Researchers from the Bellvitge Biomedical Research Institute (IDIBELL) have found a new safe and effective method to reduce the duration of intravenous antibiotic therapy and the length of hospital stay for patients with community-acquired pneumonia. This strategy would help to optimize the care of hospitalized patients with pneumonia and reduce the hospital costs.
In Europe, pneumonia generates annual expenditure of 8.000 million euros; of this amount, more than half is heading for hospital care. The patients with community-acquired pneumonia requiring hospitalization longer than the average of patients admitted. The duration of stay in hospital is the most important component of the cost of the disease and also increases the risk of complications such as phlebitis, pulmonary embolism, and nosocomial infection. Researchers have reported considerable variation in length of hospital stay for patients with pneumonia, suggesting that physicians do not use a uniform approach to decide hospital discharge.
Often pneumonia patients remain hospitalized despite becoming clinically stable because they must complete the intravenous antibiotic treatment. The researchers note that the change from intravenous to oral therapy, when patients are clinically stable, can help to reduce their stay and the associated costs.
The researchers have designed a trial to test a new method more effective and economical than usual care. The new process will reduce the duration of intravenous antibiotic therapy and the length of hospitalization for patients. The method evaluated includes early mobilization and use of objective criteria for switching to oral antibiotic therapy and for deciding on hospital discharge or usual care. In this study, published in Archives of Internal Medicine, the researchers assigned 401 adults who required hospitalization for pneumonia.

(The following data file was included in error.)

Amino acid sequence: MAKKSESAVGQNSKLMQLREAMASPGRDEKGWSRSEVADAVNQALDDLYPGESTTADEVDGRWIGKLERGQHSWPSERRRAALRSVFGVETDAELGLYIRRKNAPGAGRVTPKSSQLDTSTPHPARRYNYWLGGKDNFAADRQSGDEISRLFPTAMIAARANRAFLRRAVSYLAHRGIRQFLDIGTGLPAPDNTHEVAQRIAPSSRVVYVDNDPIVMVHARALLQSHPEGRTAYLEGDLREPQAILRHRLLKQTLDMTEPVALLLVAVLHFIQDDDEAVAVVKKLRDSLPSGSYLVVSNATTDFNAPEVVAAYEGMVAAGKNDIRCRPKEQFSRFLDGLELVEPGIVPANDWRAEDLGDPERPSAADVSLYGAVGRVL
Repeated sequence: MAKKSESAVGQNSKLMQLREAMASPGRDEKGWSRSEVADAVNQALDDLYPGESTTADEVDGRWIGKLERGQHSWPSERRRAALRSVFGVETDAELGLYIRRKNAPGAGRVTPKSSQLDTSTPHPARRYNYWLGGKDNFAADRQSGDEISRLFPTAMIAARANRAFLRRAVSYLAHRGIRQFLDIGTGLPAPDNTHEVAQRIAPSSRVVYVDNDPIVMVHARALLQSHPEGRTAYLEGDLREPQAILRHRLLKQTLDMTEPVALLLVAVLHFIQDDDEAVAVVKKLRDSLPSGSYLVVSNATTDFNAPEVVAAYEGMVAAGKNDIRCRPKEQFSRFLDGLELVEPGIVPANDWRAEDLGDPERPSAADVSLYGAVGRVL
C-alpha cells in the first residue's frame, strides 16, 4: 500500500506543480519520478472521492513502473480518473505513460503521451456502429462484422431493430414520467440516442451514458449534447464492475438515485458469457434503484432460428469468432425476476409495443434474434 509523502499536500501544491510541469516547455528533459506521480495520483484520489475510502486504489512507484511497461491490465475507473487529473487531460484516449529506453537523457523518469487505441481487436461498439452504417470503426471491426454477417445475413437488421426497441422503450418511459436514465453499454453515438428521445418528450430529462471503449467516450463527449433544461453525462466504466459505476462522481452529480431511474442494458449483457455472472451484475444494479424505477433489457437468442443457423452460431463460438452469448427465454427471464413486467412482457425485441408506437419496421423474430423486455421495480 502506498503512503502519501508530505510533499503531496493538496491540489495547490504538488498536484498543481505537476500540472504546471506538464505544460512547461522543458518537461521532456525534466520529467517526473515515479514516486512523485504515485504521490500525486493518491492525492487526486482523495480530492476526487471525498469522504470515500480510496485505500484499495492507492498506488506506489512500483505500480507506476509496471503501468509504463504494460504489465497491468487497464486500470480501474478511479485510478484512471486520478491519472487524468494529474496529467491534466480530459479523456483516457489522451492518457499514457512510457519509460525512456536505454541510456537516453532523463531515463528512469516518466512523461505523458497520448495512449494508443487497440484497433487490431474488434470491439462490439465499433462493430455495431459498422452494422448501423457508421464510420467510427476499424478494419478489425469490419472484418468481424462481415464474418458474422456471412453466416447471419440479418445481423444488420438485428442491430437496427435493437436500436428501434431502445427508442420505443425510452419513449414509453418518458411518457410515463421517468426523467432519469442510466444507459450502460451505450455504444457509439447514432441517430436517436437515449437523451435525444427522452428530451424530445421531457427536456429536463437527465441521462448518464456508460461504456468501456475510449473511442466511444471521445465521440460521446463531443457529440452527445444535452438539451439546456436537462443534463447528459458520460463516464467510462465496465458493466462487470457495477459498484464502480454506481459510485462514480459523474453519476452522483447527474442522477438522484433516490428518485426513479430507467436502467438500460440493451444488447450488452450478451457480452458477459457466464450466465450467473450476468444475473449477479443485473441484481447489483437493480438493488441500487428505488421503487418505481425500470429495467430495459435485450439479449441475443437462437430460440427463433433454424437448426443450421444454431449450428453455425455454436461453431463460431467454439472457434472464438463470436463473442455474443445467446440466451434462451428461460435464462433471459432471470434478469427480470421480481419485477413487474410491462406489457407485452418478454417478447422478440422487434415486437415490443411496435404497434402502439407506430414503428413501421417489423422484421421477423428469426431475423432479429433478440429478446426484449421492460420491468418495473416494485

New three-step method
The studied procedure is divided into three steps. The first is the early mobilization of the patient, from horizontal to upright position. This change improves the aeration and blood flow redistribution with optimized drug delivery for treatment of the infection. This reduces the risk of aspiration and it helps to maintain the functional health status.
The second step comprises the use of objective and simple bedside criteria for the early switch from intravenous to oral antibiotics. Finally, the third step is to use of objective criteria for clinical stability and to decide appropriateness for hospital discharge. Previous research has demonstrated that once stability is achieved in patients with pneumonia, the risk of severe clinical deterioration is 1% or less.
The researchers conclude that the use of this new three-step pathway is safe and effective in reducing the duration of intravenous antibiotic therapy and hospital stay for patients with pneumonia. The main researcher of this study, Jordi Carratalà, researcher and coordinator of the Infectious Disease in IDIBELL, Bellvitge University Hospital, notes that “this strategy will help optimize the process of care of hospitalized patients with community-acquired pneumonia, reducing hospital costs.”
Ortega L, Fernández-Sabé N,
Arch Intern Med. Published online May 21, 2012.